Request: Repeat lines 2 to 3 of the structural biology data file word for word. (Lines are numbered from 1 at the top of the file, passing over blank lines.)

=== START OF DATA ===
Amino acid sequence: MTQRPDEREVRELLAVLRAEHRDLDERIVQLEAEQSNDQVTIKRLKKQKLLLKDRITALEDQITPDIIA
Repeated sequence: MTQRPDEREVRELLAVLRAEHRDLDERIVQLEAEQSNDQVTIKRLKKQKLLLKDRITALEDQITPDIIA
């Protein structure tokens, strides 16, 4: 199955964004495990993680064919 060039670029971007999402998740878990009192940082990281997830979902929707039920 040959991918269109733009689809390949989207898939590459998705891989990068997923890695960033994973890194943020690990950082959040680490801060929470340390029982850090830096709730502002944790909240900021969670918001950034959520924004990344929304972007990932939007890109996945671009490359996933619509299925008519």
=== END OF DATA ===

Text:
Repeated sequence: MTQRPDEREVRELLAVLRAEHRDLDERIVQLEAEQSNDQVTIKRLKKQKLLLKDRITALEDQITPDIIA
């Protein structure tokens, strides 16, 4: 199955964004495990993680064919 060039670029971007999402998740878990009192940082990281997830979902929707039920 040959991918269109733009689809390949989207898939590459998705891989990068997923890695960033994973890194943020690990950082959040680490801060929470340390029982850090830096709730502002944790909240900021969670918001950034959520924004990344929304972007990932939007890109996945671009490359996933619509299925008519």